Since I’ve commented quite a bit on polling that as I read it shows Mitt Romney broadly acceptable to most Republican voters, I definitely need to say something about a new poll today that doesn’t exactly show that. Gallup got around to actually asking that very question (“Please tell me if you would find ___ to be an acceptable nominee for president from the Republican Party, or not”). The answers mostly showed the weakness of the field, with six of the eight candidates asked about scoring well below 50 percent acceptable. But the clear most-acceptable candidate is Newt Gingrich, with a 62/34 acceptable/not acceptable ratio, while Romney is only at 54/41.
There are a lot of ways to look at this, but overall it’s certainly a piece of evidence that the anti-Romney vote is, well, around 40 percent. Only a piece of evidence, however. It’s not clear how hard these kinds of numbers might be, in either direction. On the positive side, it seems unlikely that Newt would remain over 60 percent once more Republicans know that he’s been lobbying for Freddie Mac, and supported the individual mandate on health insurance, and made a climate change ad with Nancy Pelosi, and all the rest of it. On the other hand, it’s certainly possible that the “unacceptable” answers are awful soft, for Romney and for everyone else.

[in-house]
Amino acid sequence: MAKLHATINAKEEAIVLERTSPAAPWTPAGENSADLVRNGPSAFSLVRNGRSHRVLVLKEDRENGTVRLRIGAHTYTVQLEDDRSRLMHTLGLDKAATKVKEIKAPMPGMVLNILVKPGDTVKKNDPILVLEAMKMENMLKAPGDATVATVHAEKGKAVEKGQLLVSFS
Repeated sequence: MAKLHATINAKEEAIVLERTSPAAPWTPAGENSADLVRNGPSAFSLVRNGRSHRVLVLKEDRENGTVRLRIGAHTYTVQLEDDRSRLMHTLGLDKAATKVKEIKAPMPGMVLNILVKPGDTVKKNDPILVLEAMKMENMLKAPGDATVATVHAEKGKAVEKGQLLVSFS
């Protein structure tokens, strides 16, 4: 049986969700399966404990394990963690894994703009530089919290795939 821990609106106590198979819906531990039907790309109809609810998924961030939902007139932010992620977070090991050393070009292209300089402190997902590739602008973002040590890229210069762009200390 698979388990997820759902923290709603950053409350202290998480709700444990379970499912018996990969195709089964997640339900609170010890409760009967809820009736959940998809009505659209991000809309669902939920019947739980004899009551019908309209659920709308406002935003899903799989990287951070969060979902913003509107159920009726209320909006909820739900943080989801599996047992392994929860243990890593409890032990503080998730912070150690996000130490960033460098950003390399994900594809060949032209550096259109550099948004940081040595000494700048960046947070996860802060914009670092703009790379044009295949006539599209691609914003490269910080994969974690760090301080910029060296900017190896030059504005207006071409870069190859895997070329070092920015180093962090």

In particular, as Greg Sargent pointed out, Romney only does three points better on the “acceptable” scale with moderate Republicans than does Newt. This isn’t the first indication we’ve had that Romney isn’t doing as well with moderate Republicans as one would think he should be. Whether that means he has some room to grow or that he’s just not an appealing politician is, I guess, still entirely up in the air at this point.
I still overall don’t see a low cap on Romney’s support, but of course all the evidence counts, and polling in general begins to be a little more important the closer we get to actual voting. I’ll be continuing to track anything more we get on this one.
[Cross-posted at A plain blog about politics]